Again, my annual plea to all, to stop this huge waste of time and energy, that continues on due to plain old bureaucracy and complacency.

– labour involved in changing clocks at home, on tv/dvd/vcr and other dumb devices
– labour involved in changing over computers that do not change correctly
– increased danger of driving collisions the spring monday morning

– none 🙂

“One of the biggest reasons we change our clocks to Daylight Saving Time (DST) is that it reportedly saves electricity. Newer studies, however, are challenging long-held reason.
In general, energy use and the demand for electricity for lighting our homes is directly connected to when we go to bed and when we get up. Bedtime for most of us is late evening through the year. When we go to bed, we turn off the lights and TV.
In the average home, 25 percent of all the electricity we use is for lighting and small appliances, such as TVs, VCRs and stereos. A good percentage of energy consumed by lighting and appliances occurs in the evening when families are home. By moving the clock ahead one hour, we can cut the amount of electricity we consume each day.”

The above was from an old US study. I would challenge the 25% devoted to lighting and small appliances. The lighting load 10 years ago may have been a half dozen 100 watt incandescent light bulbs and a 24-30″ CRT television. Today we see a dozen 5-10 watt CF or LED bulbs and much less energy used 50″ LCD televisions.

-How does changing the time affect the 1 hour of time you will use the stove for dinner? Not at all. Ditto for electric hot water heaters, washing machines and electric baseboard heat, none of which the daily sum total of power used will be affected.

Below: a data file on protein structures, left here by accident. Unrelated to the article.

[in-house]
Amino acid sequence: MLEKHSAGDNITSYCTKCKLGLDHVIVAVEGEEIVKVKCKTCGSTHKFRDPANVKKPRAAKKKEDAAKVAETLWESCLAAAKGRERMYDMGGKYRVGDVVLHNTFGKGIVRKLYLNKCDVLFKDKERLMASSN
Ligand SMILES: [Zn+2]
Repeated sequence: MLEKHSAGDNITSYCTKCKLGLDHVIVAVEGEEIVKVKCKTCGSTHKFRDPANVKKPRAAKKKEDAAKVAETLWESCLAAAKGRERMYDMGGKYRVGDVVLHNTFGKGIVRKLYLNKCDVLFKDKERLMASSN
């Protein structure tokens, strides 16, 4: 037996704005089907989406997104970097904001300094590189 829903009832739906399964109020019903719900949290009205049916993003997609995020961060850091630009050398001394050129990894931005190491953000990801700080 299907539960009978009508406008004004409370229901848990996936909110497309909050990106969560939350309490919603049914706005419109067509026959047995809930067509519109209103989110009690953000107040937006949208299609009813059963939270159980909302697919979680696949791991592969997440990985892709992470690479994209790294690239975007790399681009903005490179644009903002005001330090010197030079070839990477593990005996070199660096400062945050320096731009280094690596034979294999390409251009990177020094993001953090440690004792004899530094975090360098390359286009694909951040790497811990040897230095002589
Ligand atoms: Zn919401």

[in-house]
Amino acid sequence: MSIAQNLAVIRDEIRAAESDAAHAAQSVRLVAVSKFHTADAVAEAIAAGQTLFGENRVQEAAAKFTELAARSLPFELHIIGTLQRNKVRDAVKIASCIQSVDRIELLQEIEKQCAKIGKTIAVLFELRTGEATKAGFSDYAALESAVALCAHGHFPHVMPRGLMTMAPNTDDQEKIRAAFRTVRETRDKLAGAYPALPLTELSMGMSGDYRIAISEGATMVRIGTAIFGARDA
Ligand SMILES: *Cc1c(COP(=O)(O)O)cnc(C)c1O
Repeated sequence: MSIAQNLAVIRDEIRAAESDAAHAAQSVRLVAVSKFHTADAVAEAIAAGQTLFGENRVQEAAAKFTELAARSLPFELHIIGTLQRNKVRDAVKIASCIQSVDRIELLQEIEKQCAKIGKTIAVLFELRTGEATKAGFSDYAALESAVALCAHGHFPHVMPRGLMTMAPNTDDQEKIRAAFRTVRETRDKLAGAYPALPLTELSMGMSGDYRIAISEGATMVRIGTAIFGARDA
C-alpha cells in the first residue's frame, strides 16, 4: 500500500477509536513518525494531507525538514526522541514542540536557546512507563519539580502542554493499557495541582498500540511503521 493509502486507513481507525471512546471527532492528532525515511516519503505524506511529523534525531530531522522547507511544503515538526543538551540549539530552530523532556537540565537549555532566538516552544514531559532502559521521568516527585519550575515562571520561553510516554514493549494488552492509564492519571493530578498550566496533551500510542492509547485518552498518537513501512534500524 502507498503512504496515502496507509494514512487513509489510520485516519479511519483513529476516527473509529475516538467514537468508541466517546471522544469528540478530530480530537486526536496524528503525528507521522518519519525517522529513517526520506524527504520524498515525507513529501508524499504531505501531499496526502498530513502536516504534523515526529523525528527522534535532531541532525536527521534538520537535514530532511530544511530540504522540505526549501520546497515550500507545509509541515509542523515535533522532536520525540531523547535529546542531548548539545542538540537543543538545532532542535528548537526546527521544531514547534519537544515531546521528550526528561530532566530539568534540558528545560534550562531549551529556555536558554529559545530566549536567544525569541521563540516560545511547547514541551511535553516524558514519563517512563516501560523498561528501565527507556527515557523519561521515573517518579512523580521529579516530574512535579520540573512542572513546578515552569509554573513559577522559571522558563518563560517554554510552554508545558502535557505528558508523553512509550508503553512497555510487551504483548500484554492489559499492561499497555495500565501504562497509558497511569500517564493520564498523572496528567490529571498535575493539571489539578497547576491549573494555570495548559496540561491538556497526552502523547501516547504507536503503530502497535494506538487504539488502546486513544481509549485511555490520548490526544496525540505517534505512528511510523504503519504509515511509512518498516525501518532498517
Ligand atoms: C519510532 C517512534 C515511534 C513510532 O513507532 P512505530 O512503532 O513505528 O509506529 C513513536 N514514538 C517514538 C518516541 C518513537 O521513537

-How does changing the time affect the 1-2 hours of television you will watch each day? It will not, unless you do not turn on the TV and do something else that does not involve electricity.

Some various studies:
Likewise, Matthew Kotchen, an environmental economist at Yale, saw in Indiana a situation ripe for study.
Prior to 2006 only 15 of the state’s 92 counties observed daylight saving time. So when the whole state adopted DST, it became possible to compare before-and-after energy use. While use of artificial lights dropped, increased air-conditioning use more than offset any energy gains, according to the daylight saving time research Kotchen led for the National Bureau of Economic Research in 2008.
That’s because the extra hour that daylight saving time adds in the evening is a hotter hour. “So if people get home an hour earlier in a warmer house, they turn on their air conditioning,” the University of Washington’s Wolff said in 2011.
In fact, Hoosier consumers paid more on their electric bills than before they made the annual switch to daylight saving time, the study found. (Related: “Extended Daylight Saving Time Not an Energy Saver?“)”

“Till Roenneberg, a chronobiologist at Ludwig-Maximilians University in Munich, Germany, said in 2010 his studies show that our circadian body clocks—set by light and darkness—never adjust to gaining an “extra” hour of sunlight at the end of the day during daylight saving time.
“The consequence of that is that the majority of the population has drastically decreased productivity, decreased quality of life, increasing susceptibility to illness, and is just plain tired,” Roenneberg said. (Also see “Jet Lag Cure for Mice Illuminates Inner Workings of Circadian Clocks.”)

Here in Ontario we have time of use metering which gives us hour by hour and day by day power use summaries. We will examine ours from the week before to the week after the time change.
I can say with certainty right now that the amount of power used will not be noticeable up against the electric heat needed for yesterdays -29C low temp vs next weeks -10C lows.